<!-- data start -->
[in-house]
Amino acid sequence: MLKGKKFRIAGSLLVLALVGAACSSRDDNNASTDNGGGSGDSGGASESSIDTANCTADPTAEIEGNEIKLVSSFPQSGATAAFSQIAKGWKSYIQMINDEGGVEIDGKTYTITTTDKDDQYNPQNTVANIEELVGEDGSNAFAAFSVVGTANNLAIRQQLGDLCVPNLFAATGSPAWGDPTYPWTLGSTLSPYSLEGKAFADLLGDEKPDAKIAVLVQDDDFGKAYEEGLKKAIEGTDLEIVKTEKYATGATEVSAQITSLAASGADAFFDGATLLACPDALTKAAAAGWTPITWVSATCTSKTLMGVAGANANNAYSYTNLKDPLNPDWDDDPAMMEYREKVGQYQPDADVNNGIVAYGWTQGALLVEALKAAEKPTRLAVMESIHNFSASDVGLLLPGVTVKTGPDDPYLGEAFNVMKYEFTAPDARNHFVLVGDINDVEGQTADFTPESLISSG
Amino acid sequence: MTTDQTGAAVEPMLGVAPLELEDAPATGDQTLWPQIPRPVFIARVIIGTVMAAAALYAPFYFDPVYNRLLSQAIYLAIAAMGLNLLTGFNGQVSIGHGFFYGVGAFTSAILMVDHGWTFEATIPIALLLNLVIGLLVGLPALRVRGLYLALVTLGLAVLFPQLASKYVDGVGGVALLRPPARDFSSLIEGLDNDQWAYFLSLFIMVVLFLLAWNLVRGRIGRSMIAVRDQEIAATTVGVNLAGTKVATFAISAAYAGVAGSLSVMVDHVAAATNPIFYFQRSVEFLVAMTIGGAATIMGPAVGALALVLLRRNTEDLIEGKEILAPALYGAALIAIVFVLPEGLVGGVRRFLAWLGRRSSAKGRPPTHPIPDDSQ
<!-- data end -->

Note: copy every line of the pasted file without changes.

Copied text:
[in-house]
Amino acid sequence: MLKGKKFRIAGSLLVLALVGAACSSRDDNNASTDNGGGSGDSGGASESSIDTANCTADPTAEIEGNEIKLVSSFPQSGATAAFSQIAKGWKSYIQMINDEGGVEIDGKTYTITTTDKDDQYNPQNTVANIEELVGEDGSNAFAAFSVVGTANNLAIRQQLGDLCVPNLFAATGSPAWGDPTYPWTLGSTLSPYSLEGKAFADLLGDEKPDAKIAVLVQDDDFGKAYEEGLKKAIEGTDLEIVKTEKYATGATEVSAQITSLAASGADAFFDGATLLACPDALTKAAAAGWTPITWVSATCTSKTLMGVAGANANNAYSYTNLKDPLNPDWDDDPAMMEYREKVGQYQPDADVNNGIVAYGWTQGALLVEALKAAEKPTRLAVMESIHNFSASDVGLLLPGVTVKTGPDDPYLGEAFNVMKYEFTAPDARNHFVLVGDINDVEGQTADFTPESLISSG
Amino acid sequence: MTTDQTGAAVEPMLGVAPLELEDAPATGDQTLWPQIPRPVFIARVIIGTVMAAAALYAPFYFDPVYNRLLSQAIYLAIAAMGLNLLTGFNGQVSIGHGFFYGVGAFTSAILMVDHGWTFEATIPIALLLNLVIGLLVGLPALRVRGLYLALVTLGLAVLFPQLASKYVDGVGGVALLRPPARDFSSLIEGLDNDQWAYFLSLFIMVVLFLLAWNLVRGRIGRSMIAVRDQEIAATTVGVNLAGTKVATFAISAAYAGVAGSLSVMVDHVAAATNPIFYFQRSVEFLVAMTIGGAATIMGPAVGALALVLLRRNTEDLIEGKEILAPALYGAALIAIVFVLPEGLVGGVRRFLAWLGRRSSAKGRPPTHPIPDDSQ